HL Deb 27 March 1905 vol 143 cc1142-8


Order of the Day for the Third Reading read.

Moved, "That the Bill be now read 3a."—(Lord Davey.)

On Question, Bill read 3a.


then moved an Amendment to that part of Clause 1 which provides that for the purposes of the clause the word "street" shall include any highway or any public bridge, road, lane, footway, square, court, alley, or passage, whether a thoroughfare or not, or any vacant ground open to the public, common ground not used for the purpose of a racecourse or adjacent thereto, or any space under a railway arch. The Amendment proposed the omission of the latter part of the definition, beginning with the words, "or any vacant ground." The Lord Chancellor said he was very sorry to differ from Lord James, who had moved at the last stage the insertion of the words he (the Lord Chancellor) now proposed to omit, on the question of the proper drafting of the Bill. He rather thought the question between them was not one of principle, but rather of drafting. The object of the Bill was to suppress betting in streets and public places. One of the difficulties with which Judges and magistrates had to deal was that language was sometimes made by statute to bear a meaning which did not properly belong to it. In this Bill the words "vacant ground open to the public" were used. What would their legal meaning be? There were pieces of gound which were vacant in the sense that no building was actually being erected upon them, but to which the public had no legal right of access. He would himself construe the words as meaning a place to which the public had a right of access, but, if they were construed to mean private property, that was an extension of the word street which seemed to him both ludicrous and very undesirable. The phrase "space under a railway arch" was also, he thought, open to a similar objection. If it meant merely the public highway beneath a railway arch, that was already a street according to the definition of the law. If it did not mean that, he asked their Lordships to consider the task which would fall upon the Judges and magistrates in construing the Act. The phrase "space under a railway arch" would apparently apply to every railway arch. With regard to common ground not used for the purpose of a racecourse, he had no doubt that what was in his noble friend's mind was horse-racing. But was it confined to that? Was the ground on which races took place between human creatures a racecourse? The title and policy of the Bill had reference to public places and the suppression of a public nuisance, and the language to which he had called attention was, he thought, calculated to puzzle those who were called upon to administer the Act.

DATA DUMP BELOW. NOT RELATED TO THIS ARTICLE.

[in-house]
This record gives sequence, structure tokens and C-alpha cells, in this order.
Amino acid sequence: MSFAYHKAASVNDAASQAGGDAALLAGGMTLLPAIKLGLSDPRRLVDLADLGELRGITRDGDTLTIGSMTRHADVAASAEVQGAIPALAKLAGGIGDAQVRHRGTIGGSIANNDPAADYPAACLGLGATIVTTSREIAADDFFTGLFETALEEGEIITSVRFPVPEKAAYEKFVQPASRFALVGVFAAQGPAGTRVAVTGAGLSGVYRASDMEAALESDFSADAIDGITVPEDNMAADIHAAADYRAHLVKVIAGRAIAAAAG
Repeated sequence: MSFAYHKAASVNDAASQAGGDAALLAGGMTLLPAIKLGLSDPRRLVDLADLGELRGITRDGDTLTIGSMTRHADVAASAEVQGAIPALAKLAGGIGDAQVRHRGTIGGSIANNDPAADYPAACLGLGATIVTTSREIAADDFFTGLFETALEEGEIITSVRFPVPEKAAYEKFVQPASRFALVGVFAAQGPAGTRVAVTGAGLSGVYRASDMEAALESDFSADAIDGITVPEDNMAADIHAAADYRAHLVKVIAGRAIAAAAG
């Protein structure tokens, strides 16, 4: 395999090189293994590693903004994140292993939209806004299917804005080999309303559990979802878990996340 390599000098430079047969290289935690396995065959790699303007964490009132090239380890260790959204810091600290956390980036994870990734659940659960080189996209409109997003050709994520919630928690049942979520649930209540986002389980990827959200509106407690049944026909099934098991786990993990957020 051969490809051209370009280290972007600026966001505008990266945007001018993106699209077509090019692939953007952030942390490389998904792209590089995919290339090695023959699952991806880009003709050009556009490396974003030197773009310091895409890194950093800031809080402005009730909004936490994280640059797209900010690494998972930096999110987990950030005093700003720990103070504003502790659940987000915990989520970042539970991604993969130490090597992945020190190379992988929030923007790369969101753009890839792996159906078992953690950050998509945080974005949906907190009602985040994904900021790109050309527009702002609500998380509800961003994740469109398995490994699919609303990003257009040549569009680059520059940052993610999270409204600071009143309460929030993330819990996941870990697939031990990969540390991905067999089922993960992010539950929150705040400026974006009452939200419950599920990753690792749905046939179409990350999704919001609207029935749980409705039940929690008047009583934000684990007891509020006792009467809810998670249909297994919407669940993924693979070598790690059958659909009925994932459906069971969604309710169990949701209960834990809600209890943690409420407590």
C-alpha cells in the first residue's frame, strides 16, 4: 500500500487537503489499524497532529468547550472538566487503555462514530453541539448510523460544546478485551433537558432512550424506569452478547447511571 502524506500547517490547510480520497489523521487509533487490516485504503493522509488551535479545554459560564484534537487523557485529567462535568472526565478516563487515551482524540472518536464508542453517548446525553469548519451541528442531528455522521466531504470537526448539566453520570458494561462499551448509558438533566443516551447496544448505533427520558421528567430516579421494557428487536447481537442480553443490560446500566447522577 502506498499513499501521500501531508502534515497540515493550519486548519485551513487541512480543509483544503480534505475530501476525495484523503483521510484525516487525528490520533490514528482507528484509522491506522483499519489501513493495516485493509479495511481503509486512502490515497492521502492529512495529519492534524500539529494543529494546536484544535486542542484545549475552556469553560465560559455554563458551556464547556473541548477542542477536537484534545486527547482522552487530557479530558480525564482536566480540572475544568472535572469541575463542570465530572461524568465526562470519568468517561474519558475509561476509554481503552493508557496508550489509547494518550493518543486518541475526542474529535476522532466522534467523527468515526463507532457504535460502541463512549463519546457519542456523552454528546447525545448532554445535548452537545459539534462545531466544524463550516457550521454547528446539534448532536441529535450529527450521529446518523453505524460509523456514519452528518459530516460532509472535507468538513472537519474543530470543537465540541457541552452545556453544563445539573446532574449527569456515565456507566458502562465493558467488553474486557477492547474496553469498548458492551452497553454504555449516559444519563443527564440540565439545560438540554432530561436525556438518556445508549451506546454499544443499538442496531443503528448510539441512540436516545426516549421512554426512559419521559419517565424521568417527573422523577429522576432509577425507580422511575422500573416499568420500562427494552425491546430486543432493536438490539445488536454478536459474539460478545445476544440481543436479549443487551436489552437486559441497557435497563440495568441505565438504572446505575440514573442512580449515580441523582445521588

Amendment moved— In Clause 1, page 2, line 12 to leave out from the word 'not' to the end of the clause."—(The Earl of Halsbury.